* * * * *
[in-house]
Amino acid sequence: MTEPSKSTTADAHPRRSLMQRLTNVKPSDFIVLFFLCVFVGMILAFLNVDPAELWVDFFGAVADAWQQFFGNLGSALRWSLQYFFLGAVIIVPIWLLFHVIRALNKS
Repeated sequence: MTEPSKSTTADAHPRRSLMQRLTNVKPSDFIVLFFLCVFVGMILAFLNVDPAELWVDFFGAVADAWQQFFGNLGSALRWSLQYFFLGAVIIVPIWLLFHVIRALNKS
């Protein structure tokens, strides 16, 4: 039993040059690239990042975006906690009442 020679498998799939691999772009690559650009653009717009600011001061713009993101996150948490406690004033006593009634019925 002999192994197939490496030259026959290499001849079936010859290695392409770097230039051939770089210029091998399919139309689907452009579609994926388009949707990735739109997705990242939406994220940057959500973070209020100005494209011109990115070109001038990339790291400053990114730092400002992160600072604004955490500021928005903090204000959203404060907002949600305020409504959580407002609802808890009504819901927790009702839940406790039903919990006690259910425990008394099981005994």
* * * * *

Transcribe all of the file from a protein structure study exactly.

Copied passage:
[in-house]
Amino acid sequence: MTEPSKSTTADAHPRRSLMQRLTNVKPSDFIVLFFLCVFVGMILAFLNVDPAELWVDFFGAVADAWQQFFGNLGSALRWSLQYFFLGAVIIVPIWLLFHVIRALNKS
Repeated sequence: MTEPSKSTTADAHPRRSLMQRLTNVKPSDFIVLFFLCVFVGMILAFLNVDPAELWVDFFGAVADAWQQFFGNLGSALRWSLQYFFLGAVIIVPIWLLFHVIRALNKS
């Protein structure tokens, strides 16, 4: 039993040059690239990042975006906690009442 020679498998799939691999772009690559650009653009717009600011001061713009993101996150948490406690004033006593009634019925 002999192994197939490496030259026959290499001849079936010859290695392409770097230039051939770089210029091998399919139309689907452009579609994926388009949707990735739109997705990242939406994220940057959500973070209020100005494209011109990115070109001038990339790291400053990114730092400002992160600072604004955490500021928005903090204000959203404060907002949600305020409504959580407002609802808890009504819901927790009702839940406790039903919990006690259910425990008394099981005994």